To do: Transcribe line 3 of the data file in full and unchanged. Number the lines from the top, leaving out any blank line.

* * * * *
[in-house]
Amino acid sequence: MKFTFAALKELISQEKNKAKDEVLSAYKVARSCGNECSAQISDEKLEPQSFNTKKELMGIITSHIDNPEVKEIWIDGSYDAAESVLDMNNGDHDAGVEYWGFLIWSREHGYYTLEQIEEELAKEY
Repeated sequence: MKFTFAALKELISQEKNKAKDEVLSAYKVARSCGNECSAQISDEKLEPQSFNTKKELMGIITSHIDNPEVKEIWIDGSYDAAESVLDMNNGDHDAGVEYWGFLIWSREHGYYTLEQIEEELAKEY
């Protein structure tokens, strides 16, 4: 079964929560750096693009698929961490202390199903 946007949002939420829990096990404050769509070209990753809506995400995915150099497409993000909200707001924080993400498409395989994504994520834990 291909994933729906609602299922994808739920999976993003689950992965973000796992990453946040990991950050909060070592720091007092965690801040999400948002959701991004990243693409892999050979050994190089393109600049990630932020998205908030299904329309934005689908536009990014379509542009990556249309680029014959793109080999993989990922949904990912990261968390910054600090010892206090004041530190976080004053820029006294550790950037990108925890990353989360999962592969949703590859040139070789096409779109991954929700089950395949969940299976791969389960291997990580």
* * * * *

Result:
Repeated sequence: MKFTFAALKELISQEKNKAKDEVLSAYKVARSCGNECSAQISDEKLEPQSFNTKKELMGIITSHIDNPEVKEIWIDGSYDAAESVLDMNNGDHDAGVEYWGFLIWSREHGYYTLEQIEEELAKEY